I live in the Dupont Circle neighborhood of Washington, DC, and the snow--a solid 18 inches, with drifts in many spots up to 24 inches--got us good. On the night of the big December storm we had friends over and were blithely ignoring the whole thing until, sitting on the step to my balcony, I realized I could reach out and scoop up handfuls of fresh, clean snow to eat. This storm has been more orchestrated--too much hunkering-down, too much waiting and worrying.
Plus, somewhere adjacent to this apartment, someone has left an alarm on, buzzing every three seconds, going into Day 2. Buzz buzz buzz. (Pause) Buzz buzz buzz. (Pause) Buzz buzz buzz. Sigh.
The upside is that the stir craziness drove me to make a second in my series of animated videos illustrating poems from the forthcoming I Was the Jukebox. I chose "The Story," which first appeared in The Florida Review, for several reasons. It is a shorter piece, the text isn't on the web anywhere else, and for February I thought I'd chose a love poem--a valentine, or as close as I get to one.
With each one of these, I'm learning a little more about the process. Here's what I had on my mind this time around:
-No poem is too short. Really. In the run-through I thought "my god, this is only going to be a 26-second video!" But after you add title matter and closing credits, and match the frames to how long it takes an unfamiliar eye to absorb the text, the length will be twice what you expected. Since none of these should run over two minutes anyway, no poem is too short.
(Okay, maybe clerihews and haikus. No other poems.)
-Make the most of your images. I decided to go with a minimalist approach of text on black. This served a practical purpose--every hi-res still costs about $2-5 at iStockphoto, which can add up quickly--and also, an aesthetic one: I worried that a series of literal parade of the objects named in "The Story" (a hotplate, copper ore, a cheetah) would be too clunky and distracting.
So I wanted to make the most of my animations. For "Vocation" I cut corners with 15-credit (~$15) versions of the MP4s, which are then fuzzy in the YouTube site display, but fine embedded in blogs, etc. This time I held myself to two MP4s, but paid for higher-res 25-credit versions. In the case of the cut-paper house sequence, it was out of respect for the artistry. I was also happy to find a candle-burning clip that ran a little longer than most (this is a popular type of iStock clip), and included the candle going out. I cropped that from the MP4s first appearance, then patched it in for post-credit closure.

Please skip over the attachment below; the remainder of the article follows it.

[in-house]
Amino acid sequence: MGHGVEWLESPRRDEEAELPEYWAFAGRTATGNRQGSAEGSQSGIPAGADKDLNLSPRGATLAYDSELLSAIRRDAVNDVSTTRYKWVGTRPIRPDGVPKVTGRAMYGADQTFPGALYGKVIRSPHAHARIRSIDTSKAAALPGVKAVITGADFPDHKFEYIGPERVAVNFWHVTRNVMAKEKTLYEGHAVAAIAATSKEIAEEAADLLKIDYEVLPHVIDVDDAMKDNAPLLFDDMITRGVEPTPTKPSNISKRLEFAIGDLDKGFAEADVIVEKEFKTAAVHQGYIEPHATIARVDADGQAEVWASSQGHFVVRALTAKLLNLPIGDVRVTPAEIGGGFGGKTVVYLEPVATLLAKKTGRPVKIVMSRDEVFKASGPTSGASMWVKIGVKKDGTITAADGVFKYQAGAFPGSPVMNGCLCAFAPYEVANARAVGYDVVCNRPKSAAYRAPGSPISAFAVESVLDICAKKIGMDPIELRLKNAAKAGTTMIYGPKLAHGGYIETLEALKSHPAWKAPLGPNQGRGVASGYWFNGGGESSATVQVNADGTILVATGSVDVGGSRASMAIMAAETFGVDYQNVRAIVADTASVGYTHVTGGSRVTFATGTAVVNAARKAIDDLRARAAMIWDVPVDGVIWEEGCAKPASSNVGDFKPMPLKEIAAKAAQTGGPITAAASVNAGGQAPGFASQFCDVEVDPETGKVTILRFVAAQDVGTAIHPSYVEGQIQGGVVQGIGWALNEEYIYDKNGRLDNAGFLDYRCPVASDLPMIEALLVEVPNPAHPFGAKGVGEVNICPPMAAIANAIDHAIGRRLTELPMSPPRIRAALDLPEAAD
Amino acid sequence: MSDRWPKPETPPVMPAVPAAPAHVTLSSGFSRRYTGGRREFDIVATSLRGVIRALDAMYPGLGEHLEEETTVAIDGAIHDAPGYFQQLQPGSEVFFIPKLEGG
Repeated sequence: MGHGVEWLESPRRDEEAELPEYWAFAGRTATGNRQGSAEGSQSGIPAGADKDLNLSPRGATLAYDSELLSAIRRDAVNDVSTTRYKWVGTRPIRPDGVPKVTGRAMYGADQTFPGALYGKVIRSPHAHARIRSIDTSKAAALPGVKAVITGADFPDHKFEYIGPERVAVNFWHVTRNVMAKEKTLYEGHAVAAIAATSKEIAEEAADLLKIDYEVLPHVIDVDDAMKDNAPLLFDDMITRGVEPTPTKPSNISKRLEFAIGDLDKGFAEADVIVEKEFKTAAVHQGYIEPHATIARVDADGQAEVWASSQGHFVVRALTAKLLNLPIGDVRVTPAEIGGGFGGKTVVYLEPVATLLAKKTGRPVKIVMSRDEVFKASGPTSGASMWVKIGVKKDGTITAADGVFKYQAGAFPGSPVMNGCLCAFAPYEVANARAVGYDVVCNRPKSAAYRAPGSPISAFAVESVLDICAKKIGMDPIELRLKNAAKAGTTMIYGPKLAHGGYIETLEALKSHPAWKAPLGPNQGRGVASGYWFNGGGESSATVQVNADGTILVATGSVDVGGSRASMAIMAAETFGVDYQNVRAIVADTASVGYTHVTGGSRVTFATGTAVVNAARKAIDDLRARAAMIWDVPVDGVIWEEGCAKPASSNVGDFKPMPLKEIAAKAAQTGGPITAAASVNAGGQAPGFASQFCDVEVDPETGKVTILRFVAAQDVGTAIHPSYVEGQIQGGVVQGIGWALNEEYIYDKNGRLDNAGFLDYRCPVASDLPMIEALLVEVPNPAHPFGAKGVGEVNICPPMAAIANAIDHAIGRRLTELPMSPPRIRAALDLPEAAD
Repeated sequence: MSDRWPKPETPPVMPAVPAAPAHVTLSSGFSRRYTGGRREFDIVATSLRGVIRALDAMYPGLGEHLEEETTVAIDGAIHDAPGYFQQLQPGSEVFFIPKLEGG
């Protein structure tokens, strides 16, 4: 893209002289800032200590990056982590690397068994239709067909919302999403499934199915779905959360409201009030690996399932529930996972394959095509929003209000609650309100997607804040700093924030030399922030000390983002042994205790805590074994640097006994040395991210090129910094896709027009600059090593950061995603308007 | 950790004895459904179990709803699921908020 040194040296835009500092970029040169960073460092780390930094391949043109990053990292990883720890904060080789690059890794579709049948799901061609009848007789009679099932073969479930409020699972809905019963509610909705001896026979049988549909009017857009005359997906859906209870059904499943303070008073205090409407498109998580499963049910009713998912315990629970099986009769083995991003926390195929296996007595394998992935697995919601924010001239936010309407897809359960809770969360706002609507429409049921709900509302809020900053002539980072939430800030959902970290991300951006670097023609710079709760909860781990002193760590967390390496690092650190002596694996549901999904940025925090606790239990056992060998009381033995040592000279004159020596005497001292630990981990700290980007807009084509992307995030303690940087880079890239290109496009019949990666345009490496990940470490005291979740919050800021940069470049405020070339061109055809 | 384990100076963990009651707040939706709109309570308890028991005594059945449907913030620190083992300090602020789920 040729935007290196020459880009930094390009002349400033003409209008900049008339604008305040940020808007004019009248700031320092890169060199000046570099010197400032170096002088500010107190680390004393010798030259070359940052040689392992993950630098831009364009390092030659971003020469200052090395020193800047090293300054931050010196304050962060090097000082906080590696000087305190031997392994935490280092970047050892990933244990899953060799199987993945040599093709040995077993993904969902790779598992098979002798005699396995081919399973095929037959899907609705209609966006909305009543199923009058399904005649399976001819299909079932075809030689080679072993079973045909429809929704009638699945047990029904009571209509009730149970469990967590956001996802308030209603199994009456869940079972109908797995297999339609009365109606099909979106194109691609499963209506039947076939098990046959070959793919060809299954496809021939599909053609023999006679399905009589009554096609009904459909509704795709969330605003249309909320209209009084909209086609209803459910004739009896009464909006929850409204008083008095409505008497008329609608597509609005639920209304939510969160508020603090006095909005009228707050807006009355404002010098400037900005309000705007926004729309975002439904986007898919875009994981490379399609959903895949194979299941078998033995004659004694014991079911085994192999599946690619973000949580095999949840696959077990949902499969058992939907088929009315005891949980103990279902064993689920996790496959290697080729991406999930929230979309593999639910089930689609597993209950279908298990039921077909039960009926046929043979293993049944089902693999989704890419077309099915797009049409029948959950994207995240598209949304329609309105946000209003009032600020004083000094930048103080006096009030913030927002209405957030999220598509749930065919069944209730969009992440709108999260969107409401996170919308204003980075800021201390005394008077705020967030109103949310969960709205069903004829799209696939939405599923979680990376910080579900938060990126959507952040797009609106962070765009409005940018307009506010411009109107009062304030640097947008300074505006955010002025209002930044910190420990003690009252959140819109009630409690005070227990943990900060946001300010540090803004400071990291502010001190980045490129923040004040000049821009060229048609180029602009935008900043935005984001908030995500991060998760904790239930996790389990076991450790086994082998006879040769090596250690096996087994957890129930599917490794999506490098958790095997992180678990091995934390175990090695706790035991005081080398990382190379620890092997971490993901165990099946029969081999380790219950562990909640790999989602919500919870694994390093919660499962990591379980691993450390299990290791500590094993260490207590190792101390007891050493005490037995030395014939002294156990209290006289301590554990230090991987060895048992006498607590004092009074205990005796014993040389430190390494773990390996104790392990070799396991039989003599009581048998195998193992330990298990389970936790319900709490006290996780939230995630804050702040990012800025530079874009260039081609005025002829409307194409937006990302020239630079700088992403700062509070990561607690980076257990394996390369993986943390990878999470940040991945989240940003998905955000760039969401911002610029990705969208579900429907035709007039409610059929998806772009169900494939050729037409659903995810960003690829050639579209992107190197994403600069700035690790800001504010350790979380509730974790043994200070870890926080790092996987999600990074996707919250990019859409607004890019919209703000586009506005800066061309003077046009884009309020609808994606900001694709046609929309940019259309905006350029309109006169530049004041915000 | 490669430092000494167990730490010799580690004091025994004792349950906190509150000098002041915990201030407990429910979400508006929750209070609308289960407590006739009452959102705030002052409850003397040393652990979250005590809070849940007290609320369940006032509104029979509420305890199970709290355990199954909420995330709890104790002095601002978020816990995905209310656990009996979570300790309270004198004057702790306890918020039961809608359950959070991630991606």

-Choose music paced to the time you have. I was worried, after "Vocation," that I was eternally wedded to jazz soundtracks. But "The Story" has a different energy, and Kevin MacLeod had sectioned out some wonderful (and royalty free) snippets from Mahler's Danse Macabre. I picked two that added up to the full length needed and lined up the seam between them with a transition in the poem.
You might be tempted to pick a song that runs longer than what you need (2-4 minutes), and just chop it off when your poem ends. Don't do that. Every clip has its own internal rhythm; pick something working toward an end point aligned with your poem, and you'll be surprised at the congruities in phrasing that may occur. We sense when something is cut off, even with a decent fadeout effect.
-Balance your sound. The biggest problem with "Vocation" is imbalance between the microphone input (for the voiceover) and the MP3 soundtrack. I've decided the built-in mic is more effective than my plug-device--in part because the former is more responsive to the "Normalize Clip Volume" function built into iMovie and found under "Audio Adjustments." (This is also a way to equalize the volume across multiple MP3s.) You can further tweak the balance under by upping the voiceover track (up to 200%) and "ducking" the MP3 track (I punched it down to 5% of original volume).
The result is, I hope, a more natural sound balance. Keep in mind that this was recorded in the exact same physical space at "Vocation," yet it is far less tinny. Those settings really make a difference.
Anyway, with no further ado...
...and, for comparison's sake, here is "Vocation"...